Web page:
Running the Show
Joshua Rothstein ’19 is a member of the Campus Activities Executive Board, where he acts as concerts apprentice, helping CAB’s concert coordinator with booking and running shows. Josh had the opportunity to work with CAB’s fall concert, The Mowgli’s, and provided this behind-the-scenes look at running the show.
On November 11, The Mowgli’s headlined our fall concert, with Vinyl Theatre as the opener. Concert days are all hands on deck for the 11-member Executive Board, beginning at 8 a.m. Throughout the day, we are running from class to the venue and back. I logged around 13 miles by the time the day was over. We arrive at the venue for breakfast, and begin helping with load in. First, the stage is set up. This includes the physical stage, as well as the lights and sound equipment. Wizzard Sound directs this process, and we work to help them in any way we can, from moving equipment, to lifting and stacking speakers on stage.
By the time the audio/ lighting equipment is set up, it’s time for lunch. After lunch, we focus on all the behind- the- scenes aspects that go into running a great show. One of the most important tasks we have is setting up the dressing rooms. It can be difficult getting to Hamilton, and many artists arrive in Clinton on the day of the show after a long day or night of travel. As the dressing room is the first place they see on campus, it is important to have it set up exactly as the artist requested. By the day of the show, we’ve already purchased items the artists requested on their rider. This can include food, drinks, school gear, and more. Once the bands arrive they do sound check while we set up any artist merchandise as well as our ticket table. We fit in dinner somewhere in this time frame, and after dinner make our final preparations for the show. Backstage passes are distributed, security arrives, and the bands head to their dressing rooms.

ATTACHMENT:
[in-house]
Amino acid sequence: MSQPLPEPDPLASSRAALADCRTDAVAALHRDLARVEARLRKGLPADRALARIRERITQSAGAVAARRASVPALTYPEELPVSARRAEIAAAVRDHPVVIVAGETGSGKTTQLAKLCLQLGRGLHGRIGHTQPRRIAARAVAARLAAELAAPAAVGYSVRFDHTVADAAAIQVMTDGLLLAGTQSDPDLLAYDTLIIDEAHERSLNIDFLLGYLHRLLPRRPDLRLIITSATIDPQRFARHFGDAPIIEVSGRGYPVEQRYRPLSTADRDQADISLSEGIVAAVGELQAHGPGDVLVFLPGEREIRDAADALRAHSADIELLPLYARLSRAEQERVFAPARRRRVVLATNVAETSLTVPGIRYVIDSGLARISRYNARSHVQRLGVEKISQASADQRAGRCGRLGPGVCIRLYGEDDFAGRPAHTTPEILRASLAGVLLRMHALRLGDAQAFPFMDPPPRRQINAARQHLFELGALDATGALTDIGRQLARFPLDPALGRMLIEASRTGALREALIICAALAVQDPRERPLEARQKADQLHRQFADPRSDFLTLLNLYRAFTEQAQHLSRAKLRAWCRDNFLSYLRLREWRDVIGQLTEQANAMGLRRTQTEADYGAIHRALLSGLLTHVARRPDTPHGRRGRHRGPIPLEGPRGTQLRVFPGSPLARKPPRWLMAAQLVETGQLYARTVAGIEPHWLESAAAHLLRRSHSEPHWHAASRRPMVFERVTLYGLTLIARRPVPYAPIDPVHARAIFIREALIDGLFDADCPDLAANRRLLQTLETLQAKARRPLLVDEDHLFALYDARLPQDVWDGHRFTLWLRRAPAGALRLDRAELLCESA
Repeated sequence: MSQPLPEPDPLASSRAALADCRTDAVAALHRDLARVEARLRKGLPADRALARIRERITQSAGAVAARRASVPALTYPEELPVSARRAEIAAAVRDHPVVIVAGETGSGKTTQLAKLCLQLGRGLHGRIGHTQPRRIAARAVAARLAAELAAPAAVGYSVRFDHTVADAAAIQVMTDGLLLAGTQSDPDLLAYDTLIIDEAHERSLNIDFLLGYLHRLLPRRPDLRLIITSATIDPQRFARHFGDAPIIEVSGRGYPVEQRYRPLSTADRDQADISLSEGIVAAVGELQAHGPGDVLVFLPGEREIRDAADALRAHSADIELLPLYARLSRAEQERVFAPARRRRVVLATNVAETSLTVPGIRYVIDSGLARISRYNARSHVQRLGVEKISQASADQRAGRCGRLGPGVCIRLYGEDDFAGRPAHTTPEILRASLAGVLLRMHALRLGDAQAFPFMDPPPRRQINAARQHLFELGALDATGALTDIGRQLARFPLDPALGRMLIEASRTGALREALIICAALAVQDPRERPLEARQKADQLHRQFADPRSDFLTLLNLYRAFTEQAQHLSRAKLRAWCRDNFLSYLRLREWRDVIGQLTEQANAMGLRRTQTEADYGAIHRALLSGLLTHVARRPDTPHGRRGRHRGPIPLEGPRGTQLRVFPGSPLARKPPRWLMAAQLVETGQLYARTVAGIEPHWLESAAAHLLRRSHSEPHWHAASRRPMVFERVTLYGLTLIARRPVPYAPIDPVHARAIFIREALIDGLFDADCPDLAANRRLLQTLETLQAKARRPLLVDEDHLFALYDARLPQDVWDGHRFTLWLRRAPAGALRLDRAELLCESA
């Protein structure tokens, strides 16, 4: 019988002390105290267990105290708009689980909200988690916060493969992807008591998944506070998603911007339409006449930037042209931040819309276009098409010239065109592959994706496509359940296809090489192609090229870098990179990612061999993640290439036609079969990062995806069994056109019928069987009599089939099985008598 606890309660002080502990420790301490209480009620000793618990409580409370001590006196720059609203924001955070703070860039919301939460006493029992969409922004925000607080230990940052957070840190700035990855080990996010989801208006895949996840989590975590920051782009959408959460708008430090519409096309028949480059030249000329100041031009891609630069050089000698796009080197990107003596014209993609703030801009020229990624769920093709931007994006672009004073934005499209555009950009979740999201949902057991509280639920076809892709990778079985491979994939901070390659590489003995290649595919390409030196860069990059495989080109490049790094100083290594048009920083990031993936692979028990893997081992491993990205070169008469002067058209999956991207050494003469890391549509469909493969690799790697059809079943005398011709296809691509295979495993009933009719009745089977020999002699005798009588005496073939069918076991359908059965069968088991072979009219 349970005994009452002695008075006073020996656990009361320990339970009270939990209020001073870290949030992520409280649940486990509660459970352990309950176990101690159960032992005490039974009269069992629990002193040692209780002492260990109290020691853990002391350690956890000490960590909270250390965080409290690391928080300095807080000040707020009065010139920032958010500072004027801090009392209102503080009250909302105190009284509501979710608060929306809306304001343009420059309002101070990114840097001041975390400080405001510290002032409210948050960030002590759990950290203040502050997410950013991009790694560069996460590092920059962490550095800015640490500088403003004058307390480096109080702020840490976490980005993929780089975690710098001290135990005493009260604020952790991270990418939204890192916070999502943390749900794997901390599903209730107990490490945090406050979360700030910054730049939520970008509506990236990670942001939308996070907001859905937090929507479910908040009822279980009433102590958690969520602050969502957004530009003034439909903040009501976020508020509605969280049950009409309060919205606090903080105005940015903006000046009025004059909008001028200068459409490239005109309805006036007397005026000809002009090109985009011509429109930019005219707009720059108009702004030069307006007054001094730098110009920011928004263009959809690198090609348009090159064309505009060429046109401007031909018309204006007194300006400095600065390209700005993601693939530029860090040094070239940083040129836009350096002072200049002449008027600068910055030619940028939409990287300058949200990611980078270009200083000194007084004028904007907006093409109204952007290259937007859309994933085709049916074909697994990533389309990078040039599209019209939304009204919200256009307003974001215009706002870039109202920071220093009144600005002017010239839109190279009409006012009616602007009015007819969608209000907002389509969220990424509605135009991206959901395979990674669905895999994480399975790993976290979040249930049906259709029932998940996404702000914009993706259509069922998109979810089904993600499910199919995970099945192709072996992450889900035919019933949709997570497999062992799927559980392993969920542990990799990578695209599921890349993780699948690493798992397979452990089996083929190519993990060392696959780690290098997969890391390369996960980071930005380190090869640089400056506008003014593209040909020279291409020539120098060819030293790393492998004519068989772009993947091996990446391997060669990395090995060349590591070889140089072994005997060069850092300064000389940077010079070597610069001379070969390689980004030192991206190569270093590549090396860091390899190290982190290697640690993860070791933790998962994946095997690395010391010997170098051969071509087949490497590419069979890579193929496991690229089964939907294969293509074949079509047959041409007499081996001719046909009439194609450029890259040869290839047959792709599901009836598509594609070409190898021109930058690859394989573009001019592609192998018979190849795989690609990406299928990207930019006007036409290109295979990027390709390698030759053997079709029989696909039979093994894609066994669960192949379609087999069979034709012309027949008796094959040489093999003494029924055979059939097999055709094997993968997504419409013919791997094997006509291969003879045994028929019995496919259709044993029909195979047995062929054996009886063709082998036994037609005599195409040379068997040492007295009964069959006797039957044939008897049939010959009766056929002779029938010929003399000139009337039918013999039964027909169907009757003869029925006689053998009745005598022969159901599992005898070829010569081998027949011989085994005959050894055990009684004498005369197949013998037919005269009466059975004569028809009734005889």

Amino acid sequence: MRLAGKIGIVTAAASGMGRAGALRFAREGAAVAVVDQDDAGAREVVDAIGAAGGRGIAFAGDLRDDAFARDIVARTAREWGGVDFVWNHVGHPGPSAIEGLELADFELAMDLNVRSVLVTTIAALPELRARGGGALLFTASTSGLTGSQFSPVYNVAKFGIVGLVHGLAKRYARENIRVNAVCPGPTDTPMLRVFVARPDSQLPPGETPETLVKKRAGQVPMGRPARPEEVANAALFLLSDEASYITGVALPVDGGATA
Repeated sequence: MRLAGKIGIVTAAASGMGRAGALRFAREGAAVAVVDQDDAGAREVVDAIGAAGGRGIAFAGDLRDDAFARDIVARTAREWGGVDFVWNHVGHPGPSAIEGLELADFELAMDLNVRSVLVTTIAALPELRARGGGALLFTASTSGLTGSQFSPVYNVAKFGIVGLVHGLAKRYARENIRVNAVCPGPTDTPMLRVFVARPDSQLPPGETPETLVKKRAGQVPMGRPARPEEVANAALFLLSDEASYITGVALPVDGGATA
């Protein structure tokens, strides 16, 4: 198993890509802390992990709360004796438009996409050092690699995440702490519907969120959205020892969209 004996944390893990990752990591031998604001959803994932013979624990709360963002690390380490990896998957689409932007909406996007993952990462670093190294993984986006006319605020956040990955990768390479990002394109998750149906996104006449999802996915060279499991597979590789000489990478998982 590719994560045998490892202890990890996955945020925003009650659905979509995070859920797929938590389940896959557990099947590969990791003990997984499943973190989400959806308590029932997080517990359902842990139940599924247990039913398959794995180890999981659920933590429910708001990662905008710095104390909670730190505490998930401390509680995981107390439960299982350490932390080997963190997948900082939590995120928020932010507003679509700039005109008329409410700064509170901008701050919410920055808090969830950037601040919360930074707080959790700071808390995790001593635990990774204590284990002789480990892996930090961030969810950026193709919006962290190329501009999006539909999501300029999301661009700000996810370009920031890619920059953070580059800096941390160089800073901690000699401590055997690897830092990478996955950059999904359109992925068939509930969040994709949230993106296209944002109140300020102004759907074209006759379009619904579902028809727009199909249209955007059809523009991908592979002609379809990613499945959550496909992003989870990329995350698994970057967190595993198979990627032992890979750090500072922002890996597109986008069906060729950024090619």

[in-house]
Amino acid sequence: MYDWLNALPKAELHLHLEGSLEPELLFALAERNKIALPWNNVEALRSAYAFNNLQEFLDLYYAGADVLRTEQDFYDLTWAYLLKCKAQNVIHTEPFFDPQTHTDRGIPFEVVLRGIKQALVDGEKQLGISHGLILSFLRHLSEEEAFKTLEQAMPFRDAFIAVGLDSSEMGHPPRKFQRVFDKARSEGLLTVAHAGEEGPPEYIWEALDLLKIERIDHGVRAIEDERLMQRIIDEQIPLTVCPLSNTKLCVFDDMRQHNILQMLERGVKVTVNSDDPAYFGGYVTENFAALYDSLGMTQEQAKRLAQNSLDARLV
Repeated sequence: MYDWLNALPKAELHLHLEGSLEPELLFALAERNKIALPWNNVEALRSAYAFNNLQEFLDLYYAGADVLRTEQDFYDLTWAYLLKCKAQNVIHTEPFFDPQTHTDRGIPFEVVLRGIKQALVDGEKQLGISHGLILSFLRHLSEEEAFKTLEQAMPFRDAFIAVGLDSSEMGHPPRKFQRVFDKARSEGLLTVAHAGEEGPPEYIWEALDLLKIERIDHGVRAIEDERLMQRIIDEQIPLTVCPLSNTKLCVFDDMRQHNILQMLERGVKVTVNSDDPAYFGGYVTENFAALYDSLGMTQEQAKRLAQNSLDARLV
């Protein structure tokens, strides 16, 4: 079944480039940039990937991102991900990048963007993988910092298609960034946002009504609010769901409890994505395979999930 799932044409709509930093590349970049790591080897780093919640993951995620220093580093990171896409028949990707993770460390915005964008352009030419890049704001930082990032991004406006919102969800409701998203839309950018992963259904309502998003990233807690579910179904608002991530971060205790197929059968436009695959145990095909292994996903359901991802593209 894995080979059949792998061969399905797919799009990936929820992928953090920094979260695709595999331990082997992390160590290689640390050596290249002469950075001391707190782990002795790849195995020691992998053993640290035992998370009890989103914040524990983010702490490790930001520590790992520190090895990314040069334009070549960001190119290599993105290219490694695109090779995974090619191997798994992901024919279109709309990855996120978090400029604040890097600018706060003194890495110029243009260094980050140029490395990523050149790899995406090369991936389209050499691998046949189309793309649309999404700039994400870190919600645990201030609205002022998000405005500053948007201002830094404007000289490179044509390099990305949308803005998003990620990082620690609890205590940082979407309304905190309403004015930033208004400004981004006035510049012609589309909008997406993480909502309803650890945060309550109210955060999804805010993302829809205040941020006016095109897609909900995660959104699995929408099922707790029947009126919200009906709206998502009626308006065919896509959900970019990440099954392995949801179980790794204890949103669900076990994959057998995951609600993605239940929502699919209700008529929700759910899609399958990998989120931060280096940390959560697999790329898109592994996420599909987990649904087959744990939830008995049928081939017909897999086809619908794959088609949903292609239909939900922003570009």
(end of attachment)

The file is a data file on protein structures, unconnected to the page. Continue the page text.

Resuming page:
By this time, we’ve been setting up for around 12 hours and are exhausted. But seeing a packed house and a lively crowd energizes us and keeps us going. During the show we take turns working the door, making sure everything runs smoothly backstage, and enjoying the show. Once 11 p.m. hits the show ends and students head out. But our night has just begun.
After a brief meet and greet with the bands, it takes us around 2 hours to take down the stage, clear out the dressing rooms, and load everything back into the trucks. By the time I arrive back in my room, it’s almost 2:30 a.m. I’m exhausted, but knowing that everyone loved the concert makes it all worth it.